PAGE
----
As one music’s biggest names, METALLICA’s ascension to international superstardom and subsequent alienation from the underground scene where they began has been well documented. Following what many considered to be the beginning of the end with the Black Album, the band released a series of sloppy, weak, uninspired tripe for nearly two decades. St. Anger, the band’s previous album was supposed to be a return to form but instead signaled yet another disappointment. Shoddy production, lackluster performances, no solos, all filler, no killer. Death Magnetic, however, finally sees some semblance of life from these titans, so it’s actually nice to hear METALLICA play well, metal again!
“That Was Just Your Life” opens the album with some ominous tones, before power chords and some punchy drum sounds signal the band’s return. Driving, crunchy rhythms are the order of the day, and listeners can practically hear Kirk Hammett smile as he rips a quick solo as the band revisits their NWOBHM roots with some guitar harmonies. Even Lars Ulrich throws in his two cents with a quick double bass flurry. Keeping the momentum flowing, “The End of the Line” follows up with more solid rock riffing although the band stumbles a bit between the pre-chorus and chorus with some awkward transitions. However, a long riff driven instrumental section follows bringing forth a variety of changes. Lead off single “The Day that Never Comes” is essentially a remake of the classic “Fade to Black” with its quiet beginnings and driving mid-section. It’s odd to hear the band repeat themselves and offer a dumbed down variation on a classic. “All Nightmare Long” makes several false starts before finally kicking in hard and heavy. Lyrically, the song sees the band attempt to bring back an edge to their sound, but it comes across as forced rather than menacing. Yet despite the absurd lyrics to the song’s chorus, the hooks remain intact and stick in the listener’s head well after the song is done. “Cyanide” on the other hand, is an uneven mess. While the verses to the song are quite strong with solid rhythms, Lars Ulrich’s awkward drumming and James Hetfield’s overbearing howl really overpower the pre chorus and its subsequent goofy chorus. But Hammett saves the day with another ripping, bluesy solo and the band flirts with ripping off IRON BUTTERFLY’s “In-a-Gadda-Da-Vida” creating an odd mish mash of ups and downs. Like an never ending franchise, “The Unforgiven” returns with part three, and the band benefits from some nice orchestration from David Campbell who bring’s out the band’s love of spaghetti westerns and Ennio Morricone to the forefront. METALLICA’s performance is solid if not unspectacular, even borrowing from STONE TEMPLE PILOT’s “Creep” in the process. The album’s next twenty minutes however go nowhere fast with plodding almost lazy approaches to playing and writing that do little except perhaps providing theme music for a pro wrestler’s entrance if nothing else. Closing out the proceedings is “My Apocalypse” (no, not an ARCH ENEMY cover) which is an uptempo rock thrash number that sees Hetfield try to rekindle the metal spirit with lyrics about deadly vision, hail of fire, annihilation and mangled flesh.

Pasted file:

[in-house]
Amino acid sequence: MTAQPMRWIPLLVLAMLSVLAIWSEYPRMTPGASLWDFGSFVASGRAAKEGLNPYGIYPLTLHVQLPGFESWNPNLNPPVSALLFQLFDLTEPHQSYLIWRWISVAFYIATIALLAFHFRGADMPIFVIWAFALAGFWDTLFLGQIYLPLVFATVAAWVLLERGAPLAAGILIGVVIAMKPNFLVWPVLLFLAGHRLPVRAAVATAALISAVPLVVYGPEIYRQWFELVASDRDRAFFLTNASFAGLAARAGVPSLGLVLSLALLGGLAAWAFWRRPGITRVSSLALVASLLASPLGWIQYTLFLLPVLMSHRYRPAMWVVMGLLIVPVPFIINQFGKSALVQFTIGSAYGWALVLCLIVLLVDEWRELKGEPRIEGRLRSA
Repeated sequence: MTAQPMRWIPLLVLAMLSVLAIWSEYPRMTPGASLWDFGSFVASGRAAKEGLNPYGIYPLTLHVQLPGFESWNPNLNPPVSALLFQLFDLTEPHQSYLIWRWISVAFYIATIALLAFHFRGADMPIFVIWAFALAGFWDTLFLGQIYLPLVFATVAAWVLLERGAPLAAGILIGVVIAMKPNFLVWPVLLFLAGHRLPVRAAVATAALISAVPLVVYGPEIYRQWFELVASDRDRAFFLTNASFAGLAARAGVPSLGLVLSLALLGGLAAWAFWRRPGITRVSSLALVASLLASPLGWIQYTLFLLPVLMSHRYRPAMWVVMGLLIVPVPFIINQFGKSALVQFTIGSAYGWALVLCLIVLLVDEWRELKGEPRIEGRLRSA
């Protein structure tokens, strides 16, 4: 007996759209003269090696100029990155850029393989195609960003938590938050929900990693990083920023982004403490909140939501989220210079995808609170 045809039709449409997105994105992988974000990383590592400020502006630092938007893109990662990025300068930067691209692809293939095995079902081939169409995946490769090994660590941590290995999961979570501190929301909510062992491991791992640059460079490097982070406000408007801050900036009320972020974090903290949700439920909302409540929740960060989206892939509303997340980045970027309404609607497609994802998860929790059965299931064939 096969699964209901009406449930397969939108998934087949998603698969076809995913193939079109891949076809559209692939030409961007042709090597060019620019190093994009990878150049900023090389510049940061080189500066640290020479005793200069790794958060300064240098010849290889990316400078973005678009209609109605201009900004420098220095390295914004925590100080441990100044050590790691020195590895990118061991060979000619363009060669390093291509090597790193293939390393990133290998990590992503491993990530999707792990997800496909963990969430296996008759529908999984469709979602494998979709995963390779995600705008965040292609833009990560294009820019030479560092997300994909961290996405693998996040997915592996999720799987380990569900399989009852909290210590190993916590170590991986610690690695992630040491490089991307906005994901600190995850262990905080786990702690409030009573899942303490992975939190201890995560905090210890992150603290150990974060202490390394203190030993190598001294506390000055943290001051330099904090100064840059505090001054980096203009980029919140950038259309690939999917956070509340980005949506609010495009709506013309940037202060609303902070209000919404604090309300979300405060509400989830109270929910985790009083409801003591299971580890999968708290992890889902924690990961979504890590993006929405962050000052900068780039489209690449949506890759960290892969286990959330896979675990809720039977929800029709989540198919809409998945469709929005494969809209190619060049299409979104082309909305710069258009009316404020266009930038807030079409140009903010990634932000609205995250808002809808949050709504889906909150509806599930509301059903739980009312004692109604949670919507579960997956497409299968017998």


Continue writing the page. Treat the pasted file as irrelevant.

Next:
Death Magnetic is an uneven album that is at times invigorating and other times frustrating. The repetition can be at times numbing, and Ulrich’s tinpot “snare drum for beginners” approach to playing actually borders on comical at times. New bassist Robert Trujillio is kept on a leash and in check throughout the album, with the creativity and virtuosity he displayed in SUICIDAL TENDENCIES and INFECTIOUS GROOVES being kept under suppression. The unexpected hero in all of this? Kirk Hammett. While he essentially reworks his bluesy at times wah-happy stylings, it’s great to finally hear him work unrestrained as he breathes new life and energy in to the songs. Hetfield’s distinctive vocals exude confidence throughout Death despite a few ill-timed missteps. It’s sort of strange to hear one of the creators and leaders of metal struggle to find their bearings throughout the album, but oftentimes they do, with their marriage of CORROSION OF CONFORMITY meets DANZIG rock finding some odd middle ground with barn burning, at times progressive thrash they unleashed so skillfully back in the 80’s. A long way from classic, Death Magnetic is still a masterpiece compared to everything since the Black Album, and is a step in the right direction. It’s great to hear some of that old fire return to the band and hopefully they can keep it burning brighter when it’s time for album ten. (Warner Bros. Records)